As organizations are wrapping up their first quarter of 2014, they are undoubtedly looking at what the remainder of 2014 holds for their social media initiatives. Although most will contend that predicting the future is impossible, it is a pretty safe bet that there will be change in the remainder of 2014 that will challenge organizations and their social media efforts. Successful organizations will be monitoring and responding to these changes to ensure their social media programs continue to contribute to the bottom line. As noted by professional speaker Marcus Sheridan, “2014 will be the year of Social Media Reality. The era of fun, games and rainbows is over. Companies will finally accept that “likes” and “shares” are not KPIs (key performance indicators)”. 2014 will be the year that organizations get serious about social media and that will require the agility to respond to change, driven by advancements in technology and changes in the behavior of online users.
Wearable technologies like Google Glass and Galaxy Gear smartwatch will challenge content producers, designers (smaller surfaces for content) and technologist (greater demand on voice/audio). Users of these devices will require that they fully integrate into their social media networks so that they remain connected to to their friends and have the ability to share experiences on these wearable devices.
Bigger, smarter and more affordable televisions will provide another medium where users will want to be further connected to their social world. Most televisions being produced this year will include internet connectivity and the availability to launch social media applications. However, the full integration of social media and television has not yet broken through to the mainstream. Marketers anxiously wait on the sideline for that to happen, as it would transform the one-way advertising that has been in place since the first commercial appeared on television in 1941.
New social media-centric devices will also enter the market, specifically designed to serve the needs of social media. One example is the new Socialmatic camera from Polaroid, a one time leader in the photography world with a storied past of bankruptcy and corruption. The Socialmatic will allow users to quickly upload photos and videos to social media platforms such as Facebook, Twitter and PInterest. These devices will provide a new touch-point for social media marketers that will bring another opportunity to further relationships with their customers and prospects.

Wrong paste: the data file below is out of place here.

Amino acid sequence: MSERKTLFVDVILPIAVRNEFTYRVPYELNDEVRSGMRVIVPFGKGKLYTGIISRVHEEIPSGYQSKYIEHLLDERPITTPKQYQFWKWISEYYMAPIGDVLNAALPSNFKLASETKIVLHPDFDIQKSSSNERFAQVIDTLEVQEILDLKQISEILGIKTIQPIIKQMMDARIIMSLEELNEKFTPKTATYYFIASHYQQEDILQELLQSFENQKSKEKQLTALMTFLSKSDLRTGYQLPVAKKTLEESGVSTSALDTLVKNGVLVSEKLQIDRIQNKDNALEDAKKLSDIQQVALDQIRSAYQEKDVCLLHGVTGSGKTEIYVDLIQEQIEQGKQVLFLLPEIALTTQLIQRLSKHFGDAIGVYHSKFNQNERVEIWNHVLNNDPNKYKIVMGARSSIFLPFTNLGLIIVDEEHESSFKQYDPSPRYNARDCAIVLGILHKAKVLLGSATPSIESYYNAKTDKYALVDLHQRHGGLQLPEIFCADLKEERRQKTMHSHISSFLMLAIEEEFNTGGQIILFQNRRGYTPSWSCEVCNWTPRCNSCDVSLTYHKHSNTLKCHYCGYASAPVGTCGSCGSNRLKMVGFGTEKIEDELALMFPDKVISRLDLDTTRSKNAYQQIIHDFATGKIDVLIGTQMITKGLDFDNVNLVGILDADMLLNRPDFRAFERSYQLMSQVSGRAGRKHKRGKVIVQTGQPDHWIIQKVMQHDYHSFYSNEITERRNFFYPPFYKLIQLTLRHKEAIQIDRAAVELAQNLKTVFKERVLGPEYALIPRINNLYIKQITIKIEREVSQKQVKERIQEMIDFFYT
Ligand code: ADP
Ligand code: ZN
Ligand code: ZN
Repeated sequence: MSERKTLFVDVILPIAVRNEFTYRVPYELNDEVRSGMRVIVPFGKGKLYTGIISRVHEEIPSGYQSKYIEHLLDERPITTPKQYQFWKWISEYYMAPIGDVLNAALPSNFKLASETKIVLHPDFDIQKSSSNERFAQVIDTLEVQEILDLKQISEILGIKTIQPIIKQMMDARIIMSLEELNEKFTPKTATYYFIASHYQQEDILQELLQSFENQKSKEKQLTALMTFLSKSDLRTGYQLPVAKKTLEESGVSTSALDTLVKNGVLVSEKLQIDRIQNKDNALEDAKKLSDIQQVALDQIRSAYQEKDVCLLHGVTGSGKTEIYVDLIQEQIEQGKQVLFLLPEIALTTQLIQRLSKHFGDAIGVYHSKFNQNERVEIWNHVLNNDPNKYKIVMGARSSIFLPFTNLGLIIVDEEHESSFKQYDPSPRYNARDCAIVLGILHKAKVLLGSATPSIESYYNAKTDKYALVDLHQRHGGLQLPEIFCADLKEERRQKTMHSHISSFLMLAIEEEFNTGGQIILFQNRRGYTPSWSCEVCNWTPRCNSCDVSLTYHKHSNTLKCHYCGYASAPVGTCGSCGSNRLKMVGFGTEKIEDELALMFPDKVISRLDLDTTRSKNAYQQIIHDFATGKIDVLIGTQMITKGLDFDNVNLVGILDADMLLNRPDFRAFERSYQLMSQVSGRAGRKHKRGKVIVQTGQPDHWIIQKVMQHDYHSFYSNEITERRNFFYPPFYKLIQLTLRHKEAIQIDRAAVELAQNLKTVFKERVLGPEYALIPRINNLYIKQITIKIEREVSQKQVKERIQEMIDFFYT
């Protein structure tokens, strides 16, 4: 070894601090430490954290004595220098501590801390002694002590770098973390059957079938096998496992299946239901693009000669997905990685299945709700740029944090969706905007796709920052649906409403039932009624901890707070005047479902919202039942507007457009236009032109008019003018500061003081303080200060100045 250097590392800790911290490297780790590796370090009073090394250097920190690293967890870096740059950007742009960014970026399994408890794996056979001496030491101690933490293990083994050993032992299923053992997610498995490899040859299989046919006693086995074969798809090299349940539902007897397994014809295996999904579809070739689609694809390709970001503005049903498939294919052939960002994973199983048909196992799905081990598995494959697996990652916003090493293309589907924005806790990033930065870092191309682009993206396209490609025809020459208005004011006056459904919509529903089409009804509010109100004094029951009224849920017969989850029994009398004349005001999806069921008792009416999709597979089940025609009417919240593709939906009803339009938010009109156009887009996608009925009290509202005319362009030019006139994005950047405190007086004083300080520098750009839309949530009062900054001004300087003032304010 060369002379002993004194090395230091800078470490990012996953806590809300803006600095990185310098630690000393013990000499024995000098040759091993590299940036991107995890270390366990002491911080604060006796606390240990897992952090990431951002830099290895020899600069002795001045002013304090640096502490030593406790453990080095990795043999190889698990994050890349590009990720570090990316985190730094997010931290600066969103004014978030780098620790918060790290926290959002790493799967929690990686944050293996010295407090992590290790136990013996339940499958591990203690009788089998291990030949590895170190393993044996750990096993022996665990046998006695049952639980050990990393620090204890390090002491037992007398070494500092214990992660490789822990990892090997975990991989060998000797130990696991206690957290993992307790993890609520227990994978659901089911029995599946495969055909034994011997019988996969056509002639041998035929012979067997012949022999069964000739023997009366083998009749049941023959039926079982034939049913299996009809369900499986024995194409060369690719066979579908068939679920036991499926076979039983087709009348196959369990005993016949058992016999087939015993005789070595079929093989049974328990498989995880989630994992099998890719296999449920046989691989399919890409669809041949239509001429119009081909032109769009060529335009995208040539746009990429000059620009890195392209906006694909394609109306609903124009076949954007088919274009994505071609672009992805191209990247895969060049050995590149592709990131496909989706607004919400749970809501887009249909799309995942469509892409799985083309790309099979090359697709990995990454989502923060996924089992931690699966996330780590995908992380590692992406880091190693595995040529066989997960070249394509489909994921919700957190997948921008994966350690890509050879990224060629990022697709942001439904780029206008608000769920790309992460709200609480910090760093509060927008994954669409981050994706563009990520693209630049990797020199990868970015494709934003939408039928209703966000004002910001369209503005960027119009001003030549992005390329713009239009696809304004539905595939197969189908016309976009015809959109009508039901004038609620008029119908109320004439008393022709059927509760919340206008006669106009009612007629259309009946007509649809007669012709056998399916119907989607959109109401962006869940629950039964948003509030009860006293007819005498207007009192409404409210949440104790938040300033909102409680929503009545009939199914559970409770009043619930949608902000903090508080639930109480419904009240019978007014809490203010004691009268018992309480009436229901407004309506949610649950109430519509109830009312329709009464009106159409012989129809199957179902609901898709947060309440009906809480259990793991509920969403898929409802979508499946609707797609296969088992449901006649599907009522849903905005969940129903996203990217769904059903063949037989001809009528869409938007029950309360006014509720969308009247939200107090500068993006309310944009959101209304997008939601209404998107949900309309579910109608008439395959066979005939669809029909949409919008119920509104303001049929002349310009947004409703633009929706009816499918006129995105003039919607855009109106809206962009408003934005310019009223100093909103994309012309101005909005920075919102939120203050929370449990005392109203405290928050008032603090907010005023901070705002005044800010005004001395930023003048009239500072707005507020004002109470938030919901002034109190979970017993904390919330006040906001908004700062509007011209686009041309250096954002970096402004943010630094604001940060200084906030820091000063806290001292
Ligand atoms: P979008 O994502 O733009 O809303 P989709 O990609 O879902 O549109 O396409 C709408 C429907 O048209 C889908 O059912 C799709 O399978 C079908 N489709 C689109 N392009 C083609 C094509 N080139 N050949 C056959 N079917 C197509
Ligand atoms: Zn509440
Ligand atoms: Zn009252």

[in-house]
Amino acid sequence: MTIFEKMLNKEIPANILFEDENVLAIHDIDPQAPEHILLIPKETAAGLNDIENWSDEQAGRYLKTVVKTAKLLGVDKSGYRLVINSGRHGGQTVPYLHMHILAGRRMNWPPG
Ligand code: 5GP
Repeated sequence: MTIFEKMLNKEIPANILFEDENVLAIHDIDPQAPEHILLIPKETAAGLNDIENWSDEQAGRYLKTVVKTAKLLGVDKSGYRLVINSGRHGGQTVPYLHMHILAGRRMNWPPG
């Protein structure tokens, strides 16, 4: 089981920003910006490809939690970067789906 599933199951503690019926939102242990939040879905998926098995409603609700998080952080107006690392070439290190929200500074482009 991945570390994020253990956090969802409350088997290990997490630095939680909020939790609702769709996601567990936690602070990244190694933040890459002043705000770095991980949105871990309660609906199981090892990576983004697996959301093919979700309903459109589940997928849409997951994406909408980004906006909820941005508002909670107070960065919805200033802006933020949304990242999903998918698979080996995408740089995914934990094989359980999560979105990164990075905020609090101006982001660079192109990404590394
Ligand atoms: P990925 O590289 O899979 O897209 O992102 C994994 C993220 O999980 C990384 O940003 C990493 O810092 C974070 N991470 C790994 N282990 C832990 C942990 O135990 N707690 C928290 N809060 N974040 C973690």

Changes in user behavior
Social media users will continue to move to new platforms. Some will move for new features or to be cutting edge, others to stay ahead of marketers and for the younger folks, their parents. This continual movement will require social media specialists to monitor usage trends. Movements that are already underway include the rapid migration to social media platforms like Vine and Snapchat. Vine, an offshoot of Twitter, allows users to upload a “tweet”-sized version of a video – limited to 6 seconds that continuously loops. Snapchat provides ultimate privacy as chat images can expire in 1 to 10 seconds.
Podcasting, once thought to be a forgotten technology, is expected to have a resurgence in 2014. Michael A Stelzner, CEO and Founder of Social Media Examiner, believes that podcasting will continue to grow substantially as more marketers being to understand the value of reaching people while they are working or driving via audio content. He says, “Podcast listeners average 20 minutes per episode (which about matches the average commute). Compare that to an other online channel and nothing matches”. If your business has not started podcasting, now it the time.
Organizations that successfully monitor the social media landscape and detect change will be further challenged in determining which trends are important enough to shift their current initiatives. John Michael Morgan, keynote speaker and consultant, provides one final caution for organizations that may be tempted to react to all change “a trend is a sign that everyone is moving in the same direction & that you should move [in] the opposite.”